Image: Shin chan: Me and the Professor on Summer Vacation The Endless Seven-Day Journey
In 2000, a game called Boku no Natsuyasumi (“My Summer Vacation”) was released on the PlayStation. As the name suggests, it was about being a kid on summer vacation, and its slow pace and cruisy setting made it something of a cult classic, though one that sadly never saw an official English-language release.
Over the decades a number of other games were released in the series, on PlayStation 2, PSP and PS3, and each one was largely the same experience, asking players to guide a young boy through the day doing stuff like fishing, collecting bugs and going for a swim.
Based around a calendar, the best way I think I can describe the games to anyone who hasn’t played them is to imagine Persona 4’s daily schedule and idyllic rural setting, and then picture a game where going around town talking to people and doing idyllic sidequests was all you had to do. No monsters, no fighting, no RPG stuff.
Here’s the intro of the second game, released on the PS2. Please enjoy how beautiful the hand-drawn backgrounds are.
[PS2] Boku no Natsuyasumi 2 – Opening and Gameplay
And here’s the third game, this time with very helpful (and fan-made) English subtitles:
(Day 1) Let’s Play Boku no Natsuyasumi 3 in English!
The latest game in the series, Crayon Shin-chan: Ora to Hakase no Natsuyasumi, was released in Japan last year, but last month became the first one to ever get an official Western release, dropping on PC, PS4 and Switch. This is, for the most part, good news! It shows someone was paying attention when Westerners said we wanted to play the games, and on a structural level at least, allows folks to finally get to know one of the most chilled-out gaming experiences going around.
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There’s a slight problem, though. While this game—called Shin chan: Me and the Professor on Summer Vacation The Endless Seven-Day Journey in English—has the same calendar-based design as its stablemates, and mostly lets you engage in the same leisurely pursuits, the fact a cartoon license has been slapped over the top of it robs it of some of its appeal.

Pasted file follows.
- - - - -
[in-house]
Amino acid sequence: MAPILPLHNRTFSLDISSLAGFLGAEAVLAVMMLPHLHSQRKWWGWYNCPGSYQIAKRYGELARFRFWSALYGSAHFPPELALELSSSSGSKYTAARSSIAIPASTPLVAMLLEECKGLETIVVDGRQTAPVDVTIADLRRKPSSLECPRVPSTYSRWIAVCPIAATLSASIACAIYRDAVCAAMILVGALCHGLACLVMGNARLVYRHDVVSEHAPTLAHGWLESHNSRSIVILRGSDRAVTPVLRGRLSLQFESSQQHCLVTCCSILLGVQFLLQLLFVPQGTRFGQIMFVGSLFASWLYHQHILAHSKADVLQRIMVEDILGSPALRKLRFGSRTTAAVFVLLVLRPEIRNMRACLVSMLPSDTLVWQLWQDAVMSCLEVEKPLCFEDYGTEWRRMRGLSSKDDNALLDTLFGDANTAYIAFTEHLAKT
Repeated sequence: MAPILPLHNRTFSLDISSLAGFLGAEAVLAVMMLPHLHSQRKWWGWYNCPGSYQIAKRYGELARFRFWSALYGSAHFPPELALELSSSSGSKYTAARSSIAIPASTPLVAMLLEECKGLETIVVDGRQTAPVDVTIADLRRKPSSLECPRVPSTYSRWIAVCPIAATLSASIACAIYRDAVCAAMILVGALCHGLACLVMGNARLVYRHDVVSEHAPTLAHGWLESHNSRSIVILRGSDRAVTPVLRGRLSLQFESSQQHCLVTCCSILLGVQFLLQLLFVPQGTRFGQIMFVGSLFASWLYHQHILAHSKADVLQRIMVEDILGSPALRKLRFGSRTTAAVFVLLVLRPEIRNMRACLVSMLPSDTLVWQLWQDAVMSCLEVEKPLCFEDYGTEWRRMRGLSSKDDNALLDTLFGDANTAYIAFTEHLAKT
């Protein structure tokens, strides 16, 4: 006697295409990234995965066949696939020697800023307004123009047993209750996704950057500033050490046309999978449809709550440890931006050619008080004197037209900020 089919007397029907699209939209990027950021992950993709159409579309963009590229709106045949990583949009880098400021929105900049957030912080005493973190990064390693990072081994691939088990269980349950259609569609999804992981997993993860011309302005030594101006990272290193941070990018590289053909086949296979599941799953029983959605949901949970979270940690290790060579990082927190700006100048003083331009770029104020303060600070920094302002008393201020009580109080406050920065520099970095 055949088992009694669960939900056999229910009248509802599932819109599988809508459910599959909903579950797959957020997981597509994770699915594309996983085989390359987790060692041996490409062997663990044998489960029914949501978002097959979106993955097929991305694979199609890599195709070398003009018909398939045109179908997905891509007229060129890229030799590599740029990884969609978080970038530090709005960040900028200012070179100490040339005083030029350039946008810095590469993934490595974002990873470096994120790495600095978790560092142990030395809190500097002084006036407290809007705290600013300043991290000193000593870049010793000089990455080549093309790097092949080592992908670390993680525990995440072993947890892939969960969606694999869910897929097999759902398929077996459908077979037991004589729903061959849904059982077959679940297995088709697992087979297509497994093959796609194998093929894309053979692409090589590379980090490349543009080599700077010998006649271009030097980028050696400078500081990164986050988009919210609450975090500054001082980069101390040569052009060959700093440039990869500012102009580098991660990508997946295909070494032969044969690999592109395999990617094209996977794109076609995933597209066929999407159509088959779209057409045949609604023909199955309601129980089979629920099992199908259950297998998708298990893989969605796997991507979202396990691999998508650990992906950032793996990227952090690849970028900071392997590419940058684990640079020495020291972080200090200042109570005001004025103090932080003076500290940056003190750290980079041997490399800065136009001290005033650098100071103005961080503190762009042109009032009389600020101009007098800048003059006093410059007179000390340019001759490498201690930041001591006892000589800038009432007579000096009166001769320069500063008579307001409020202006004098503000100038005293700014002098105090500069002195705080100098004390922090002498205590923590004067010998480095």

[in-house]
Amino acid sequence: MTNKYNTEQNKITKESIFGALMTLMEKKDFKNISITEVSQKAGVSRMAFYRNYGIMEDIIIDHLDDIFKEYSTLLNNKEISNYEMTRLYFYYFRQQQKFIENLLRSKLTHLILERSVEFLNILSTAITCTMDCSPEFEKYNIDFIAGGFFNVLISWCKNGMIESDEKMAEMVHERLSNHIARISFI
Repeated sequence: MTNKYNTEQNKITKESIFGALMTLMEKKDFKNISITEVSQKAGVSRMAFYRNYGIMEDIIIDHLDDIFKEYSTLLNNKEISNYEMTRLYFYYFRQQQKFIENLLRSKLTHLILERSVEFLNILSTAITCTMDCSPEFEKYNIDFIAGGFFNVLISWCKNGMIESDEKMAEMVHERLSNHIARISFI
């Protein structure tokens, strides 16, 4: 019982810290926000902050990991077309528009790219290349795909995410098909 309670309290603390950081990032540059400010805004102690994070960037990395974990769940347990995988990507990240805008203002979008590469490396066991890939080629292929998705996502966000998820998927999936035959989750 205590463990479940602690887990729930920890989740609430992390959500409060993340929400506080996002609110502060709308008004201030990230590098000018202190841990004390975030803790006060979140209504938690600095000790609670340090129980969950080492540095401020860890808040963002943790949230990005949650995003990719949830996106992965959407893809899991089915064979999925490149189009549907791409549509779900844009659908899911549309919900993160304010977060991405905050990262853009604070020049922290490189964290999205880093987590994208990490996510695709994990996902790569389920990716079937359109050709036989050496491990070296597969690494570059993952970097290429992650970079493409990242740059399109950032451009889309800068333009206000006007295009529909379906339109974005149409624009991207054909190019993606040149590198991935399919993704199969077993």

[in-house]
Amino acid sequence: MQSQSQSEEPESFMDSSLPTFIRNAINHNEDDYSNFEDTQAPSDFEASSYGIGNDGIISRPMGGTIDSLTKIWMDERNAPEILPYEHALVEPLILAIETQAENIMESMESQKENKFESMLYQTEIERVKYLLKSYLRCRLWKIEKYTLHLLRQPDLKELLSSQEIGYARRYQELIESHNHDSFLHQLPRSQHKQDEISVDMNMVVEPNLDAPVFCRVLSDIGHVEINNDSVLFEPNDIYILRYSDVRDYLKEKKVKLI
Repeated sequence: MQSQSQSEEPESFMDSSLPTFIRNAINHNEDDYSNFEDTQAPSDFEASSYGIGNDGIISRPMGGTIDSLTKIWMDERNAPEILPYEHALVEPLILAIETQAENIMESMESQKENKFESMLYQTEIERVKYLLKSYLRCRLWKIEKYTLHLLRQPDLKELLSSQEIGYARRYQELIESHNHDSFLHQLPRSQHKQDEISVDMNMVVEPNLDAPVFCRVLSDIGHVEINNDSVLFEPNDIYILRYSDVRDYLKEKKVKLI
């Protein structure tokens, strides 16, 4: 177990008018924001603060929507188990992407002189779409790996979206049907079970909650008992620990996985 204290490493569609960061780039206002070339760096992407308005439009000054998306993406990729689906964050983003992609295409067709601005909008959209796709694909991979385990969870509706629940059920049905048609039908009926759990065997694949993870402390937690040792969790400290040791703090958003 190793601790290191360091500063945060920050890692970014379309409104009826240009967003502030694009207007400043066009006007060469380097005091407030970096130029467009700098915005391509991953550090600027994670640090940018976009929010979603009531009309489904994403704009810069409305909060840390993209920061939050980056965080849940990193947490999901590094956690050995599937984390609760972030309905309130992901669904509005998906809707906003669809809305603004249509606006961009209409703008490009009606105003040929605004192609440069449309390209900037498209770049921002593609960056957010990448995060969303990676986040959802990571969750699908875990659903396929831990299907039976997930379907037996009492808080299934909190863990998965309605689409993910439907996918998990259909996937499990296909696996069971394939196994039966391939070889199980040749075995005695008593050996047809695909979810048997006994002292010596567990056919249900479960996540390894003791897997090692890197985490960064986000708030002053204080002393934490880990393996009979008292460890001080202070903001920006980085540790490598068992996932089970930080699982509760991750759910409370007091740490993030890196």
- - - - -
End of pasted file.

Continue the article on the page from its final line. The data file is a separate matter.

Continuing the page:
Sure, you can still go fishing and catch bugs, and sure you can still just wander around enjoying the sounds of cicadas and running water, but the whole tone of the game feels slightly off, from the character designs to the wackier storyline running through events.
Shin-chan: Me and the Professor on Summer Vacation Release Date Trailer
A big part of the appeal of the main My Summer Vacation games was that you were just playing as a regular kid, hanging out for a month doing regular kid stuff. There weren’t any mad professors, fancy gadgets or dinosaurs to mess with. Here, the presence of all this Crayon Shin-Chan stuff kinda drags the experience away from what made the other games so relatable. I wanted to be on vacation, not starring in a kid’s cartoon series!
It’s not a bad game because of it; there’s still a wonderful sense of humour here if you’re a Crayon Shin-Chan fan, and like I’ve said this plays much the same as other My Summer Vacation titles, so if the routine and setting are the most appealing things to you then you’ll likely find little to complain about here.
But I dunno, I really feel like a part of the attraction right here (for me a minimum of) is how a lot we are able to all relate to a traditional child having a traditional Summer, and that it might have been nice if we’d been capable of benefit from the earlier video games within the sequence first earlier than getting what’s basically this off-kilter spin-off. I can solely hope this one sells sufficient, or a minimum of attracts sufficient consideration, to persuade somebody to launch a few of the older video games in English as effectively.